This is called Blue Morpho and Owl Butterfly. ‘Video of these two beautiful species taken at the Gainesville Butterfly Rain Forest’.
From Wildlife Extra:
New butterfly discovered in Mexico, naming rights being auctioned
October 2007. University of Florida researchers George Austin and Andrew Warren discovered the new species of owl butterfly earlier this year. The discovery is significant because the species is large and colourful, and is the first butterfly from this group to be discovered in more than 100 years. Most newly discovered species are small and unremarkable because the more noticeable ones were discovered long ago.
‘It is extraordinarily uncommon for such a large, showy butterfly to have escaped detection until now,’ said Warren, a post-doctoral associate at the Florida Museum’s McGuire Centre for Lepidoptera and Biodiversity. ‘This will probably be one of the last times such a large and beautiful butterfly is named.’
‘We realized this striking discovery represents an exceptional opportunity to raise funds for continued research on Mexican butterflies, by allowing rights to the species-level name to be auctioned,’ said Austin, who is the McGuire Center collections manager.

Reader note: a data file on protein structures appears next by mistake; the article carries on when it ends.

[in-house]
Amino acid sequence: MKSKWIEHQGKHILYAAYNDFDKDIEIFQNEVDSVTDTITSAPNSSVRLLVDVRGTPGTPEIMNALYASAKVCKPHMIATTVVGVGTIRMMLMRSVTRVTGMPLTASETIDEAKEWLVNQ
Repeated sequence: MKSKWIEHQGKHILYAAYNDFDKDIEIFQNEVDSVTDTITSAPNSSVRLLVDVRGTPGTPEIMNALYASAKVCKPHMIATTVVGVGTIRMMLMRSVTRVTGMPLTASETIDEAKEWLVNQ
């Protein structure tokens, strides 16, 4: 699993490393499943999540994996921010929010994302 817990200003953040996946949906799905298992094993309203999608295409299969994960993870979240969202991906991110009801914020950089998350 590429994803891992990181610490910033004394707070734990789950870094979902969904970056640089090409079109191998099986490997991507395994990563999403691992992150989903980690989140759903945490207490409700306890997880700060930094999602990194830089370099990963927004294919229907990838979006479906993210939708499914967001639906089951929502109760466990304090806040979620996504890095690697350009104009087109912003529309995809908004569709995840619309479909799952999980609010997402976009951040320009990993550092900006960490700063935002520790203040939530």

Naming rights auction
In an apparent first for butterflies, the Florida Museum of Natural History will auction the naming rights for a newly discovered species online to raise money for butterfly research. In what is believed to be the first time naming rights for a new butterfly species have been auctioned online in North America, the winning bidder will determine the species name following the public auction at iGavel.com, which ends on Nov. 2. …
The new owl species belongs to the Opsiphanes group. It has a wingspan of about 4 inches and a beautiful orange color, and lives in the Sonoran Desert in north-western Mexico. …
The naming rights to other animal species have been successfully auctioned. In 2005, the Wildlife Conservation Society auctioned the rights to name a new species of monkey discovered in Bolivia for $650,000.
In September, an auction of rights to name 10 newly discovered fish species raised more than $2 million for conservation efforts in eastern Indonesia, setting a record for this type of event. Prices for the naming rights ranged from $500,000 for a Hemiscyllium shark from Cendrawasih Bay to $50,000 for the Pseudanthias fairy basslet.